Trump's Lawyers Continue Pattern Of Bad Faith F*ckery In E. Jean Carroll Defamation Case
In roughly 10 weeks, come hell or high water, E. Jean Carroll will finally get her day in court. It's been a hell of a long time coming, with Donald Trump continuing his decades-long campaign of abusing women (allegedly) by abusing the legal process (not allegedly). So it seems like a good time to recap the case so far, including the fireworks this week.
In 2019, the advice columnist E. Jean Carroll accused Trump of raping her in a department store dressing room in the mid-90s. Her account of the assault appeared in her book What Do We Need Men For?: A Modest Proposal, and an excerpt from it which appeared in New York magazine. Trump immediately went on the offensive, telling reporters that he'd never met her, that she was in cahoots with evil Democrats, that she made false accusations against lots of men (Carroll was one of 13 women who accuse CBS's Les Moonves of sexual assault), that she was only in it for the money, and that anyway he could not have raped her because she wasn't his type.
In October of 2022, Trump admitted under oath that he had no basis for believing any of the things he'd said but "when people accuse me of something, I think I have a right to be insulting." This rather undercut his later claim that he made the statements as a part of his official presidential duties, as did in a Truth Social post in 2022 reiterating each and every one of his gross allegations. Similarly Trump's implication that Carroll was too unattractive to rape was undercut when he looked at a photo of Carroll from the 90s and repeatedly mistook her for his second wife Marla Maples, who was presumably his type.
Back in 2019, Carroll sued Trump for defamation in New York state court, only to have the then-president duck the process server, contest jurisdiction, and refuse to cooperate with discovery. When every other avenue was exhausted and he was finally ordered to submit his DNA to match male genetic material found on the dress Carroll wore the day of the attack, then-Attorney General Bill Barr tried to remove the case to federal court and attempt to substitute the government as defendant. The success or failure of that gambit is still in doubt — the issue of whether Trump was acting within the scope of his presidential duties under DC law when he slagged Carroll in 2019 is currently before the DC Court of Appeals. But in the meantime, Carroll filed a second defamation suit for the 2022 social media post, adding a sexual battery count under New York's recently enacted Adult Survivors Act.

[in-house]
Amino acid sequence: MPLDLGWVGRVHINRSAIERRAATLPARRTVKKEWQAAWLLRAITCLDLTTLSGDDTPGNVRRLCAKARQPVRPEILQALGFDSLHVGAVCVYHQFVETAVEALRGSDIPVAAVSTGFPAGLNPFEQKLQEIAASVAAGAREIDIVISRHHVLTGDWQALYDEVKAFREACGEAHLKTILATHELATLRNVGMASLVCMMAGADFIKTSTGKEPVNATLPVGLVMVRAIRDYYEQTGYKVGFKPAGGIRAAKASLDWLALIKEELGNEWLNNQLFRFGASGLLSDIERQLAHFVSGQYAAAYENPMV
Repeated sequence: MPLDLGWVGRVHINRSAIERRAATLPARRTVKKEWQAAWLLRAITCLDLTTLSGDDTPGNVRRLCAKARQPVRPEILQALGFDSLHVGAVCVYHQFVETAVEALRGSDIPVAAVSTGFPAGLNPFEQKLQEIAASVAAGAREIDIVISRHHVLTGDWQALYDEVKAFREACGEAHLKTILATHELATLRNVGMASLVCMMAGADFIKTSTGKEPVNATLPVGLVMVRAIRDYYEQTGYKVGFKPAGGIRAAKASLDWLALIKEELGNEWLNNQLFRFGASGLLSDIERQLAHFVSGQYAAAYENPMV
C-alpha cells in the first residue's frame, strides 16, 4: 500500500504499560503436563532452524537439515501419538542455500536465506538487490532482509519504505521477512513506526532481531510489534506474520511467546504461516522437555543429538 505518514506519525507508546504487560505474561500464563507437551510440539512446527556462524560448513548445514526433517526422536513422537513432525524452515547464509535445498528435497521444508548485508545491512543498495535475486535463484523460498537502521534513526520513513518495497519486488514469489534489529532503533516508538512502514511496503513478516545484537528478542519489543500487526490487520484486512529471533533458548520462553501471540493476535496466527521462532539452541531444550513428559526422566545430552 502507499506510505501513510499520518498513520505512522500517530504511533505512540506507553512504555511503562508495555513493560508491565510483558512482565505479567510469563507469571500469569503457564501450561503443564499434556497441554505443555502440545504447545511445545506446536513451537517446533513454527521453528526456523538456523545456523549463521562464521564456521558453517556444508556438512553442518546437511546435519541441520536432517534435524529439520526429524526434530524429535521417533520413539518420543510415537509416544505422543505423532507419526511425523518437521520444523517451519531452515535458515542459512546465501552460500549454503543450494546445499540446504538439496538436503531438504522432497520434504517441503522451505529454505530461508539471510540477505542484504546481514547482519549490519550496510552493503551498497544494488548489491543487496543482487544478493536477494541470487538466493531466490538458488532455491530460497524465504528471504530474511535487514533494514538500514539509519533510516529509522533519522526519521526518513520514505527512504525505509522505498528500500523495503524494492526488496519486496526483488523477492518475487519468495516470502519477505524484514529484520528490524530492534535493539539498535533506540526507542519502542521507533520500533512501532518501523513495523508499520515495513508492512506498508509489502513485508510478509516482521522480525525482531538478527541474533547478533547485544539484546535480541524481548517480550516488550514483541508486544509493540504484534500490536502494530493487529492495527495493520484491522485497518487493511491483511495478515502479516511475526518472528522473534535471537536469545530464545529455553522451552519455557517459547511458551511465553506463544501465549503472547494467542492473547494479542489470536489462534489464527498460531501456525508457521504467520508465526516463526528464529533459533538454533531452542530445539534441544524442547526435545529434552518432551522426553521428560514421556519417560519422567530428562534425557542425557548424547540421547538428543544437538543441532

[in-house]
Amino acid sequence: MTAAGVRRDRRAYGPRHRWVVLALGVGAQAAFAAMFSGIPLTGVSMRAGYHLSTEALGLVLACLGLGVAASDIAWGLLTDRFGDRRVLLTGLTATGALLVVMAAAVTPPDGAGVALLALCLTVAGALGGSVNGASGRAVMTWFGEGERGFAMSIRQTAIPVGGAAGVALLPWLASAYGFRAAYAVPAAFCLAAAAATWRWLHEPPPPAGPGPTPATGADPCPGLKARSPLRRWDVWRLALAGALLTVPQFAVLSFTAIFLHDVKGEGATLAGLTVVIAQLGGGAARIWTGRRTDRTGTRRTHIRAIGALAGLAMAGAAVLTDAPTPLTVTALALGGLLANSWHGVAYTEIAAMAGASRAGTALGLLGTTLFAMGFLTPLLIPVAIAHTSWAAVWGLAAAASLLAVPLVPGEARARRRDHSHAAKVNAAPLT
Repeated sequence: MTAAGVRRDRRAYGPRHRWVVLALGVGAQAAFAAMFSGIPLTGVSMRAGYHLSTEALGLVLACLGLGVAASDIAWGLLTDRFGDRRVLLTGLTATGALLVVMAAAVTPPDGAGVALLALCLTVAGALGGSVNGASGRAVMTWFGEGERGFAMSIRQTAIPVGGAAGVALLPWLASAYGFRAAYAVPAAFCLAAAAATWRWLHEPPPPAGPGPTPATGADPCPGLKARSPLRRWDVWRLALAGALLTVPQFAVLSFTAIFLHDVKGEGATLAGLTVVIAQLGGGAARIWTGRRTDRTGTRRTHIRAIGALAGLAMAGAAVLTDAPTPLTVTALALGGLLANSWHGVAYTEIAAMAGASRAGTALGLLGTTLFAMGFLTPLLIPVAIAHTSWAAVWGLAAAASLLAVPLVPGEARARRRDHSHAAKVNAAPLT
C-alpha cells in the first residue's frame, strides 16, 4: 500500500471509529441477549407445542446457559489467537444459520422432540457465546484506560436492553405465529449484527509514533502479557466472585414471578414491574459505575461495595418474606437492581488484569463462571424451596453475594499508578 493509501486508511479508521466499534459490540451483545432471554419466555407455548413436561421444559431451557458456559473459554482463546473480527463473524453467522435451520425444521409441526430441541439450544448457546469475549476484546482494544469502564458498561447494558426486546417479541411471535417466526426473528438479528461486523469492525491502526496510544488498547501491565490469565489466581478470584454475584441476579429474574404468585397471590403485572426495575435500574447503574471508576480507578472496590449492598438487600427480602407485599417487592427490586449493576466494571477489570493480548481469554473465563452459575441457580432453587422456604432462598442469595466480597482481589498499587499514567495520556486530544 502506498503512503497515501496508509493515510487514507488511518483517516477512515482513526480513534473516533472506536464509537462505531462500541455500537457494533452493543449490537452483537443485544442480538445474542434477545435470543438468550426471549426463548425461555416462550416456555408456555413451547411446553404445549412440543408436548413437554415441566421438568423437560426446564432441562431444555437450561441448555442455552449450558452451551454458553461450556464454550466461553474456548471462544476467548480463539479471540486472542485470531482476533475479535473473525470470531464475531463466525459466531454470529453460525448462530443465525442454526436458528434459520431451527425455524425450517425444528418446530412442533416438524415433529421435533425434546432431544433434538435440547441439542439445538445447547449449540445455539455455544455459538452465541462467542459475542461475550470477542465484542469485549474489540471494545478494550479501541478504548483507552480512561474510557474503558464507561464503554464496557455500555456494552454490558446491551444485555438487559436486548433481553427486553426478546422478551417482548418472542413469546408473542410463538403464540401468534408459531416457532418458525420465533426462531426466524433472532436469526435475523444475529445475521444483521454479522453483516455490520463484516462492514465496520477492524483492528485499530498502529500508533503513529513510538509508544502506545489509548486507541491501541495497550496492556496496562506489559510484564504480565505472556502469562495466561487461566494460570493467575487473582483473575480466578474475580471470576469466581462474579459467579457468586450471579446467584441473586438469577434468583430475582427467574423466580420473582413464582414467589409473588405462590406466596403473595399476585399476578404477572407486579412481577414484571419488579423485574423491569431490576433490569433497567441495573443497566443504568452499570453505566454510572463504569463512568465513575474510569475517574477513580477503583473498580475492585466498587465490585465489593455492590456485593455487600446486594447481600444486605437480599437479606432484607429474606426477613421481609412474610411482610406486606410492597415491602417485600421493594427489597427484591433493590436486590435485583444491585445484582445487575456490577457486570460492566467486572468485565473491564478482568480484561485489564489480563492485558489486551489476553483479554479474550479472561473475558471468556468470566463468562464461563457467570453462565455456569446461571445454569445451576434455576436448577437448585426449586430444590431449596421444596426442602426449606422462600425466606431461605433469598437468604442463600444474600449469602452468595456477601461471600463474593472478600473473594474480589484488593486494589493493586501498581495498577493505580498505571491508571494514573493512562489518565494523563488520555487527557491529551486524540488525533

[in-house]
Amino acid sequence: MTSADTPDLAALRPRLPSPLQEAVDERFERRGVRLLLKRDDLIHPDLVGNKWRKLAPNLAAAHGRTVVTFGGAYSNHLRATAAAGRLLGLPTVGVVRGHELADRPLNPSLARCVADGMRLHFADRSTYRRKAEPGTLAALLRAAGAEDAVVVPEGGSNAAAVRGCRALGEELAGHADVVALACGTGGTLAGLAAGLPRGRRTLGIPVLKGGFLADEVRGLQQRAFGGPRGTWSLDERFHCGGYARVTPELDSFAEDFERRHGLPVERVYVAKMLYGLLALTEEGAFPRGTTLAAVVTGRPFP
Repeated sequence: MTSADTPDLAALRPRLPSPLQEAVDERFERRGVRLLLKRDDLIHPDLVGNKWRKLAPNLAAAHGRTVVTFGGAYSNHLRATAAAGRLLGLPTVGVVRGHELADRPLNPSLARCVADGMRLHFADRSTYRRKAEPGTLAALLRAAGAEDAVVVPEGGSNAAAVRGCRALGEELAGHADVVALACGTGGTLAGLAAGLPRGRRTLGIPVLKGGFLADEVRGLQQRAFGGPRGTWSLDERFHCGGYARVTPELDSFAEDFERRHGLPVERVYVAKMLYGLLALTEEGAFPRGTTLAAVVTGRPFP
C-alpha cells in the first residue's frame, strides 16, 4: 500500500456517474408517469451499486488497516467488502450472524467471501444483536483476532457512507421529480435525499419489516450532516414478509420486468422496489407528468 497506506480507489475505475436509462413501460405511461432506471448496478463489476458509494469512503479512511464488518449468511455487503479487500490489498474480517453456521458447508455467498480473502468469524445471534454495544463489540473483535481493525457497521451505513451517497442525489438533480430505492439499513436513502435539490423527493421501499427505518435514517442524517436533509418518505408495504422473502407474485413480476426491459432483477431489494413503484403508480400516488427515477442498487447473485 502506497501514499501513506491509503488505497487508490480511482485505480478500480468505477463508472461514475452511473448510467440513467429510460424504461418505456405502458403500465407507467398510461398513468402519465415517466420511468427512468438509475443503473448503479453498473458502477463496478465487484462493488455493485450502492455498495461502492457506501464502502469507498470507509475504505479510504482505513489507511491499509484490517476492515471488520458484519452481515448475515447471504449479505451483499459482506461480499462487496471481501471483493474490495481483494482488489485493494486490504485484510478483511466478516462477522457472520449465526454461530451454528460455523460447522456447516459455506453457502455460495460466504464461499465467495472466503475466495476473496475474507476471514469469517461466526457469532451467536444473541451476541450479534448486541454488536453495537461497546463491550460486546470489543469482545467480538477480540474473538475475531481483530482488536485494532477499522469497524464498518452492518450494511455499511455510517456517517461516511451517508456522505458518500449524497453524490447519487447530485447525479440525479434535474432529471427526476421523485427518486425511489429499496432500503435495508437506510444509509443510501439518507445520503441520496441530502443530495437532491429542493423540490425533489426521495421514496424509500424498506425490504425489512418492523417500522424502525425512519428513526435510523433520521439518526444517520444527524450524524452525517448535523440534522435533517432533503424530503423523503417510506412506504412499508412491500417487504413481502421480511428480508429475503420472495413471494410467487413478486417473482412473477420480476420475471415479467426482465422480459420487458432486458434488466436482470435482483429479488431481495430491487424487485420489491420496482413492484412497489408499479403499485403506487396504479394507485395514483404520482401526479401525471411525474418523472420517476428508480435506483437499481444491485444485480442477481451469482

In both these cases, known as Carroll I and Carroll II, Trump's lawyers appear to have gone out of their way to piss off US District Judge Lewis Kaplan. Which is a weird strategy, TBQH.
The former president was initially represented in Carroll I by his longtime lawyer Marc Kasowitz, but in 2021 attorney Alina Habba entered her appearance. Habba and Trump recently got slapped with a million dollars in sanctions in the batcrap RICO suit they filed in Florida against Hillary Clinton and half of DC, and her conduct here has been only slightly less egregious. The court has already reamed her out on multiple occasions and described Trump's legal strategy as at least partly "dilatory" and in "bad faith." Then two weeks ago Joseph Tacopina, a highly experienced trial lawyer with dozens of celebrity clients, took control of Carroll II. No more shenanigans, he assured Judge Kaplan last week, promising that “If you say April, I’m trying it in April. I’m not running from this obligation.”